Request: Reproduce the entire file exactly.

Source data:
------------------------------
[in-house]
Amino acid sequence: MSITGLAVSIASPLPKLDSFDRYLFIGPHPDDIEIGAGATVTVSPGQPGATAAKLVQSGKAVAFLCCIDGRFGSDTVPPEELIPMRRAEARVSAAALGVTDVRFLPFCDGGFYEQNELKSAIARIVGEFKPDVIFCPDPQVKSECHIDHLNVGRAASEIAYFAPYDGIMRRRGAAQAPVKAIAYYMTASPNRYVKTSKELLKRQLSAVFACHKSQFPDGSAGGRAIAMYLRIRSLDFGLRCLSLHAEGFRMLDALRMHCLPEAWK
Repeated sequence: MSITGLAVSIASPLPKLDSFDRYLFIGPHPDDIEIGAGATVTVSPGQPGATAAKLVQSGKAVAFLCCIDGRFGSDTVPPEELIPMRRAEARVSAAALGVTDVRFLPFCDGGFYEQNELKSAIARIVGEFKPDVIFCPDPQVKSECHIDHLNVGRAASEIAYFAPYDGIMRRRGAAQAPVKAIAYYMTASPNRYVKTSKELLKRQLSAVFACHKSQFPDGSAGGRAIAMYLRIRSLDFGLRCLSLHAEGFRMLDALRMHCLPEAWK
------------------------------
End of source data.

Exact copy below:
[in-house]
Amino acid sequence: MSITGLAVSIASPLPKLDSFDRYLFIGPHPDDIEIGAGATVTVSPGQPGATAAKLVQSGKAVAFLCCIDGRFGSDTVPPEELIPMRRAEARVSAAALGVTDVRFLPFCDGGFYEQNELKSAIARIVGEFKPDVIFCPDPQVKSECHIDHLNVGRAASEIAYFAPYDGIMRRRGAAQAPVKAIAYYMTASPNRYVKTSKELLKRQLSAVFACHKSQFPDGSAGGRAIAMYLRIRSLDFGLRCLSLHAEGFRMLDALRMHCLPEAWK
Repeated sequence: MSITGLAVSIASPLPKLDSFDRYLFIGPHPDDIEIGAGATVTVSPGQPGATAAKLVQSGKAVAFLCCIDGRFGSDTVPPEELIPMRRAEARVSAAALGVTDVRFLPFCDGGFYEQNELKSAIARIVGEFKPDVIFCPDPQVKSECHIDHLNVGRAASEIAYFAPYDGIMRRRGAAQAPVKAIAYYMTASPNRYVKTSKELLKRQLSAVFACHKSQFPDGSAGGRAIAMYLRIRSLDFGLRCLSLHAEGFRMLDALRMHCLPEAWK